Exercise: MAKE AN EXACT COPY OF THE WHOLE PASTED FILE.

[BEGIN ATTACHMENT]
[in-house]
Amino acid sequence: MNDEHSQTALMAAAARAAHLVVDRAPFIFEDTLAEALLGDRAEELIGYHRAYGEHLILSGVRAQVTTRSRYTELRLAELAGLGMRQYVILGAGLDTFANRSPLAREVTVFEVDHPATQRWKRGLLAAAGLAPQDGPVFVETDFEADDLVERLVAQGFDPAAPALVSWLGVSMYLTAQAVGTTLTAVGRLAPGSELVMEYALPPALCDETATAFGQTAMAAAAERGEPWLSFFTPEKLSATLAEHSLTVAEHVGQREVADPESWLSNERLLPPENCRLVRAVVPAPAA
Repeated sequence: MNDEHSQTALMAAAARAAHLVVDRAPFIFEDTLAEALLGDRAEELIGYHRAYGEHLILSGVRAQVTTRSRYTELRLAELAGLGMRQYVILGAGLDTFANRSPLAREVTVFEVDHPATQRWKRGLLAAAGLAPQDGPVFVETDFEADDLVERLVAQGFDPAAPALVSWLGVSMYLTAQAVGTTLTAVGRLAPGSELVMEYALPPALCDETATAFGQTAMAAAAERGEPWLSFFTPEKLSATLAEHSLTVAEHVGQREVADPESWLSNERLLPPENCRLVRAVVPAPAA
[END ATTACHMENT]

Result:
[in-house]
Amino acid sequence: MNDEHSQTALMAAAARAAHLVVDRAPFIFEDTLAEALLGDRAEELIGYHRAYGEHLILSGVRAQVTTRSRYTELRLAELAGLGMRQYVILGAGLDTFANRSPLAREVTVFEVDHPATQRWKRGLLAAAGLAPQDGPVFVETDFEADDLVERLVAQGFDPAAPALVSWLGVSMYLTAQAVGTTLTAVGRLAPGSELVMEYALPPALCDETATAFGQTAMAAAAERGEPWLSFFTPEKLSATLAEHSLTVAEHVGQREVADPESWLSNERLLPPENCRLVRAVVPAPAA
Repeated sequence: MNDEHSQTALMAAAARAAHLVVDRAPFIFEDTLAEALLGDRAEELIGYHRAYGEHLILSGVRAQVTTRSRYTELRLAELAGLGMRQYVILGAGLDTFANRSPLAREVTVFEVDHPATQRWKRGLLAAAGLAPQDGPVFVETDFEADDLVERLVAQGFDPAAPALVSWLGVSMYLTAQAVGTTLTAVGRLAPGSELVMEYALPPALCDETATAFGQTAMAAAAERGEPWLSFFTPEKLSATLAEHSLTVAEHVGQREVADPESWLSNERLLPPENCRLVRAVVPAPAA